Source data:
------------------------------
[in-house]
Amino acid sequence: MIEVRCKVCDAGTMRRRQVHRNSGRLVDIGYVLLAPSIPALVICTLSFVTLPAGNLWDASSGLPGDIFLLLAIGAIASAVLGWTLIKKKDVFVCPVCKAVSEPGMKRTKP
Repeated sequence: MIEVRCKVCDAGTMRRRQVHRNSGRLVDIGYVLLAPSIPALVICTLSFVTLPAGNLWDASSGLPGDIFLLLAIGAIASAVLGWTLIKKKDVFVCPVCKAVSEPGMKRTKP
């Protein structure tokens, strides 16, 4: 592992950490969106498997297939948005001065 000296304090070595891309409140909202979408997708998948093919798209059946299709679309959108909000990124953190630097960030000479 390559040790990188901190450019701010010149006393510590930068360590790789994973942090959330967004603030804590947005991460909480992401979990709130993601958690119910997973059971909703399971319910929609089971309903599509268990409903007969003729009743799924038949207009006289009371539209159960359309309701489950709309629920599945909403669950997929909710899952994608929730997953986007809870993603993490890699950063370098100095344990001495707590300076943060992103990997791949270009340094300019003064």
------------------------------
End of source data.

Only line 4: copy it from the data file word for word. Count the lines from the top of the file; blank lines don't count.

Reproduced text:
């Protein structure tokens, strides 16, 4: 592992950490969106498997297939948005001065 000296304090070595891309409140909202979408997708998948093919798209059946299709679309959108909000990124953190630097960030000479 390559040790990188901190450019701010010149006393510590930068360590790789994973942090959330967004603030804590947005991460909480992401979990709130993601958690119910997973059971909703399971319910929609089971309903599509268990409903007969003729009743799924038949207009006289009371539209159960359309309701489950709309629920599945909403669950997929909710899952994608929730997953986007809870993603993490890699950063370098100095344990001495707590300076943060992103990997791949270009340094300019003064």